Running with fabulists
Thursday, 6 September, 2012 — long-reads sports ethics
From the August 6 New Yorker, Mark Singer covers an improbable marathon runner:
…The Missoula course, which is mostly flat, passes through rangeland and forest, crosses two rivers, and in its final miles offers a tour of the city’s tree-lined neighborhoods. Early in the race, [Kyle] Strode broke ahead of his usual rivals, and never saw them again. The second masters runner to cross the finish line, Mike Telling, from Dillon, Montana, trailed Strode by nearly four minutes. At the awards ceremony, however, they learned that Telling had actually placed third. The official runner-up was Kip Litton, age forty-eight, of Clarkston, Michigan. Litton, who had been at the back of the pack when the race started, began his run two minutes after the gun was fired. He had apparently made up for lost time.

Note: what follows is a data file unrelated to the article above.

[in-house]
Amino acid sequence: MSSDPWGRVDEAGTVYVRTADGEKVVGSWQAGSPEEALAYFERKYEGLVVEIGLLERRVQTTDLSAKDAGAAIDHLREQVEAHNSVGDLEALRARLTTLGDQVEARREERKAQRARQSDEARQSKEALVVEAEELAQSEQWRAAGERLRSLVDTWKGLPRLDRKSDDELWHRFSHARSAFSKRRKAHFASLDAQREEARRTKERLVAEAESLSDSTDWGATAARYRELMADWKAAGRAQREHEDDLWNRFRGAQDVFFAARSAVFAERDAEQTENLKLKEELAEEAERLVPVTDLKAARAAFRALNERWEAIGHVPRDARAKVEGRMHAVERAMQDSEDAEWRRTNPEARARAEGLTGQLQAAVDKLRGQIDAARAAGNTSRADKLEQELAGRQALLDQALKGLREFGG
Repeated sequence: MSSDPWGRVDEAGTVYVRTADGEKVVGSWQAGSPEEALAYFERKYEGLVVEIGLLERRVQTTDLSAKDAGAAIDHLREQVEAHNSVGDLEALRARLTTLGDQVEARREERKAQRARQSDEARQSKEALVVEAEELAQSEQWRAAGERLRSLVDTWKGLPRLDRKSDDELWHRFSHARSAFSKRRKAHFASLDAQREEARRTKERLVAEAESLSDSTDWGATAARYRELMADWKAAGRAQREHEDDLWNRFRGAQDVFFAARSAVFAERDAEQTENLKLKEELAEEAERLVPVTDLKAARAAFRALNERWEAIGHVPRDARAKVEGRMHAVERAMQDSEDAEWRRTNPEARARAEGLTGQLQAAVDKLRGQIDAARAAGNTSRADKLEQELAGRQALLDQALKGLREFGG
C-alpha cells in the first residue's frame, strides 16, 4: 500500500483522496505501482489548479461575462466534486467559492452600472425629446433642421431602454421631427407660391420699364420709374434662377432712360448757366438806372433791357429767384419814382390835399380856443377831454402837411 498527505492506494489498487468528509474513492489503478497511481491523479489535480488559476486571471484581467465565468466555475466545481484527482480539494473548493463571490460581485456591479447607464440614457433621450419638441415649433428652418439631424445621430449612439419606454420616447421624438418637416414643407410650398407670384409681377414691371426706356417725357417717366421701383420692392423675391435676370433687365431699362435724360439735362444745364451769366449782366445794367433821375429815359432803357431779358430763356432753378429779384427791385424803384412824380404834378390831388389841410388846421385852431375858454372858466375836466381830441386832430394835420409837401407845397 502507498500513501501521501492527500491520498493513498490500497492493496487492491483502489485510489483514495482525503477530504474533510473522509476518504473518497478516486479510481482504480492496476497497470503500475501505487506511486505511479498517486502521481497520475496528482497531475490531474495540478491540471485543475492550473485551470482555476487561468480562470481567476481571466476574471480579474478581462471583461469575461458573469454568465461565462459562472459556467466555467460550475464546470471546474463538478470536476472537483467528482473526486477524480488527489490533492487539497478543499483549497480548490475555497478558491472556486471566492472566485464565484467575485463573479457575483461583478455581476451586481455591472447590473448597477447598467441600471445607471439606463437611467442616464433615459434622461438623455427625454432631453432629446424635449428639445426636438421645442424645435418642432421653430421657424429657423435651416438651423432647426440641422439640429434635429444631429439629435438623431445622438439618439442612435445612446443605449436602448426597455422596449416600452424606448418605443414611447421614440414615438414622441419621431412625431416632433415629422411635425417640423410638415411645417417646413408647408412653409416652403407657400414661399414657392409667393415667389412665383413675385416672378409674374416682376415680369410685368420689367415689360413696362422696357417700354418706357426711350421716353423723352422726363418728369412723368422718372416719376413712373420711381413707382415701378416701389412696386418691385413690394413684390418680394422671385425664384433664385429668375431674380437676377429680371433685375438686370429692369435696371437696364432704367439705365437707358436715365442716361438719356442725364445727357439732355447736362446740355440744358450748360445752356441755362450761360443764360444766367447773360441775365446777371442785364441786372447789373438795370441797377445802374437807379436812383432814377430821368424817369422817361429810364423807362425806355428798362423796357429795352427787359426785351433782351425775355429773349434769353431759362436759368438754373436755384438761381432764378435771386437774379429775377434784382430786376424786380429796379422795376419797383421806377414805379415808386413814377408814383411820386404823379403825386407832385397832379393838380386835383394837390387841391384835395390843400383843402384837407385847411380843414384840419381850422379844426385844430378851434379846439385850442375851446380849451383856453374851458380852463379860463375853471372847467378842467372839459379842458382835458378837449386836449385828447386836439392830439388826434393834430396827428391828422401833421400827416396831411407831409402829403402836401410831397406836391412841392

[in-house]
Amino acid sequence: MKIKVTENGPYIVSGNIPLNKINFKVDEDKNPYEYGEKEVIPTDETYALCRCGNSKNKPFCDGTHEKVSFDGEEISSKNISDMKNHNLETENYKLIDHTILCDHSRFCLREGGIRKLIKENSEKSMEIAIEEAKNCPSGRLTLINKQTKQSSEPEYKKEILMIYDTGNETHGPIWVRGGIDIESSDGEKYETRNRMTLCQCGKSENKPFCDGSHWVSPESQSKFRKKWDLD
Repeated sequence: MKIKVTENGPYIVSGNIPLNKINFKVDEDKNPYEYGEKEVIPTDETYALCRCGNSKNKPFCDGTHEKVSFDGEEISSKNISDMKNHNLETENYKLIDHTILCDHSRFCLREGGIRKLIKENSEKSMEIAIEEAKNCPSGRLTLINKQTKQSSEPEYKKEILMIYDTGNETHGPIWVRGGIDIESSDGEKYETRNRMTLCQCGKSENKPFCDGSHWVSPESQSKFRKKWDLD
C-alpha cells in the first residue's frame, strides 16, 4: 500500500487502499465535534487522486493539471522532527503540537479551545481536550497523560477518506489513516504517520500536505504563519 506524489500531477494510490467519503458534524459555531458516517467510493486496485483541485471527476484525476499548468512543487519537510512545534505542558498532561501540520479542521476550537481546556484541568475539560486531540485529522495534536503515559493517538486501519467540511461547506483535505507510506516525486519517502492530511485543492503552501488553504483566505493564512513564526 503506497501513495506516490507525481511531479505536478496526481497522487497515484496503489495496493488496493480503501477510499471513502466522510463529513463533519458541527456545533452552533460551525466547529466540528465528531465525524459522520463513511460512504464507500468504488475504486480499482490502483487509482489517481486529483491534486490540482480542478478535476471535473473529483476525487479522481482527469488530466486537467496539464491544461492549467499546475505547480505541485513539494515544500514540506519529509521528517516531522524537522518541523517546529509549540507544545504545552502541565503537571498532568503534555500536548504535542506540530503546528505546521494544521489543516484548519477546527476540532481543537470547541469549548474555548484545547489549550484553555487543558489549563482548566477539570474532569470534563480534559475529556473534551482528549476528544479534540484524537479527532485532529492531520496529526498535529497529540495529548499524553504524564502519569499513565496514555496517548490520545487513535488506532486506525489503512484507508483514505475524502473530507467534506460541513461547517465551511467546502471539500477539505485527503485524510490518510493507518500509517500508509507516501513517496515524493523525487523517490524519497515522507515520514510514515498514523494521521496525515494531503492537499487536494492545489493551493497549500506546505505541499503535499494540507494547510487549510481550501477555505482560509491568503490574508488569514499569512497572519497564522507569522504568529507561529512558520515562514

What’s great is how Singer’s reporting – online and in person – help develop the story. He also has eyes and ears for detail:
As Lady Gaga’s “Poker Face” played on the Wendy’s stereo system, he elaborated: he had never deliberately done anything wrong, never left a race course and reëntered at a different point, never received money through Worldrecordrun, and never posted anything on LetsRun; had no idea who the anonymous people might be who posted in his defense, and no clue who might have posed as a nurse claiming that “Dr. Litton’s child has been given just a short time to live.”
This was seriously fascinating.